If you enjoy studying how everything around us is connected and how living things run, you could harness those passions into a career as a chemist.
I think the most meaningful connections a student can make during their college career come from watching their professors be passionate about what they teach.
I love this field so much that I want to share it with others, especially future chemists. Let me tell you about WSU’s Biochemistry program.
- Our bachelor’s degree sets up students to succeed and be ready for either employment or medical school.
- Over the past 5 years, 95% of our graduates have gotten a job in the field or admitted to post-graduate programs.
- Inside the classroom, you’ll have fun diving into labs that match your interests and working with expensive instruments.
- You’ll also get plenty of hands-on opportunities outside the classroom through year-round research and community outreach opportunities.
Jonathon Mauser, Ph.D.
I’ve been a professor for 6 years, and it’s still a beautiful thing to watch students understand how everything is connected through this common language of Biochemistry.
Why I’m Passionate about This Field
It’s one of those things like falling in love: when you fall in love with someone, you can’t stop thinking about them and you see them wherever you go. When I discovered Biochemistry after taking more science classes in college, that’s exactly what happened.
While other people saw the leaves changing color in the fall, I saw plants recovering nitrogen to store for wintertime and avoid catching diseases. While other people saw individuals taking medicine, I saw individuals treating chemical imbalances. That’s Biochemistry.
Understanding why things are happening makes life less scary. It comforts me as a human being, not just as a scientist, to know there’s a physical explanation behind everything.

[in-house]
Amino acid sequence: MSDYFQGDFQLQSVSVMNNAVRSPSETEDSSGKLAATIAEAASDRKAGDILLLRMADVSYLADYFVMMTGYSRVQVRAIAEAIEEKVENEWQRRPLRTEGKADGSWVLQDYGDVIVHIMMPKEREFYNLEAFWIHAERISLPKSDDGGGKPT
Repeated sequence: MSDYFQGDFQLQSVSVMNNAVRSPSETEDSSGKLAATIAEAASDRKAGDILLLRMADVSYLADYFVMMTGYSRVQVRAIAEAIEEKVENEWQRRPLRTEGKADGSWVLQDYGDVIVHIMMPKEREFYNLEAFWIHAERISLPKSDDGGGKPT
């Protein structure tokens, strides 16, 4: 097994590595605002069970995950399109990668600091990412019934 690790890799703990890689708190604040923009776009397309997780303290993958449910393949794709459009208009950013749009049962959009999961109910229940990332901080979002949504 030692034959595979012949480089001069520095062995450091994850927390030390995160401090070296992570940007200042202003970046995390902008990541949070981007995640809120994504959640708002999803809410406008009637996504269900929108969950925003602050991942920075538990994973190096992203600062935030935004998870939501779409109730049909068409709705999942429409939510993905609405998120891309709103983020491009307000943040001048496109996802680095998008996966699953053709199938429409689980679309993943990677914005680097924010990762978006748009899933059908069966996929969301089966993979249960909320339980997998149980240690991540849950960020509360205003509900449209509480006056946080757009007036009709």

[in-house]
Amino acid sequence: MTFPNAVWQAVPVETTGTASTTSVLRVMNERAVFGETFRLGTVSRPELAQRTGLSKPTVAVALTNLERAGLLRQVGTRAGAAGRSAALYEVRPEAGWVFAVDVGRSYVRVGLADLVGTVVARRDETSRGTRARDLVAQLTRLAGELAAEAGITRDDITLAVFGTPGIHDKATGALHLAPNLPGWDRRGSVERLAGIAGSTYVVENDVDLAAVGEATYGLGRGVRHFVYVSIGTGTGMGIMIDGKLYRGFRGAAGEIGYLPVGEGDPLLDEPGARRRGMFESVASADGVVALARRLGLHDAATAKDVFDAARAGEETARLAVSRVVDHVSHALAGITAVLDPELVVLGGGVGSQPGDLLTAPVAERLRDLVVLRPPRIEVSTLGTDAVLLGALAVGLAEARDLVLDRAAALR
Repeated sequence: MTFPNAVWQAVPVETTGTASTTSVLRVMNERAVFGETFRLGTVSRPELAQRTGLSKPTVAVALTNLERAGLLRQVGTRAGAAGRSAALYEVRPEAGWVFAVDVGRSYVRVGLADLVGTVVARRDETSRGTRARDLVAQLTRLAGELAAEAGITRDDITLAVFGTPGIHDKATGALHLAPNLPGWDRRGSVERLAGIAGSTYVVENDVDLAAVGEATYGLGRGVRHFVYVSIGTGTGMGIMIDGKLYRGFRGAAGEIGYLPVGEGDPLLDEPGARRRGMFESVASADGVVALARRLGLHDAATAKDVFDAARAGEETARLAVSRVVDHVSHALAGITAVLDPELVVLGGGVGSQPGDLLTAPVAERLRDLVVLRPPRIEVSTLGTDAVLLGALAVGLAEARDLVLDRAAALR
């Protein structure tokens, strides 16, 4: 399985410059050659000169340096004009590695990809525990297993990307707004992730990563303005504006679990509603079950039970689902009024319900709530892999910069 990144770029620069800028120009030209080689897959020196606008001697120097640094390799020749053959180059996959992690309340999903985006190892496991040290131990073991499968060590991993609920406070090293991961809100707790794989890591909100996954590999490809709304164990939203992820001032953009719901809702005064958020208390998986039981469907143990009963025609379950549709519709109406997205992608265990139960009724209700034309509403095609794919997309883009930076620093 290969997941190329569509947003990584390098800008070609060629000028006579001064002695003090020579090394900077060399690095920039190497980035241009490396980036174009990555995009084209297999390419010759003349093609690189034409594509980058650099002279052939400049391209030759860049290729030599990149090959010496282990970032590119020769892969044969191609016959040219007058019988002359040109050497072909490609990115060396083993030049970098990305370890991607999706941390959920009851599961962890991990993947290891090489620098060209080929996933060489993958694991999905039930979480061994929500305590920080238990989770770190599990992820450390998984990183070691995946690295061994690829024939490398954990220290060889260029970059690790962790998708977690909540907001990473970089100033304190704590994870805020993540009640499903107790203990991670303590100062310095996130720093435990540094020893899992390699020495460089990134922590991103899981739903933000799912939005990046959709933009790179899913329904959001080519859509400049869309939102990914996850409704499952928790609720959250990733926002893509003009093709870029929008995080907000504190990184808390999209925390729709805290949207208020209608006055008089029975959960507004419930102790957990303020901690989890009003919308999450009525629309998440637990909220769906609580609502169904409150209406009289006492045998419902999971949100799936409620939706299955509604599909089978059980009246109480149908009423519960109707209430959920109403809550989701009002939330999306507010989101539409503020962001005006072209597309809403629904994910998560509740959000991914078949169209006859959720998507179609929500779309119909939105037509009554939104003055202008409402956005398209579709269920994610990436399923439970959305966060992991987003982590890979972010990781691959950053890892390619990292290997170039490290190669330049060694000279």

Let me tell you more about our Biochemistry program.
What We Offer at WSU
Across our Chemistry programs, students get to work with expensive instrumentation in state-of-the-art labs. This is especially the case in Biochemistry.
One example is the NMR, which allows students to solve structures of molecules. A group of my students are currently finding the sequence of snake venom protein on the NMR and using that data to identify what snake the venom came from.
We also have the HPLC, which is a liquid separation technique. Students measure the levels of antidepressant medication in urine samples donated from Winona Health and they analyze whether the antidepressant dosage was accurate. This is an experience they wouldn’t get at larger schools because those institutions have technicians to run similar tests.
A third example is the GC-FID, which measures the amount of alcohol in blood. After touring the Bureau of Criminal Apprehension one year with Chemistry Club, I instantly wanted to incorporate this technique in my lab. I met with their lab director, they sent me their protocol, and now my students do it exactly like the experts in the Minneapolis crime lab.
What You’ll Do
On the first day of class each semester, I give students a menu of different labs I offer and students pick three they’re most interested in. If something on my menu doesn’t quite align with what a student has in mind, they can tweak my labs however they’d like.
This allows me to individualize a student’s experience while they’re here and have them do something they genuinely care about. Not to mention, students can learn transferable skills and confirm what they had in mind either is or isn’t what they want to do as a career.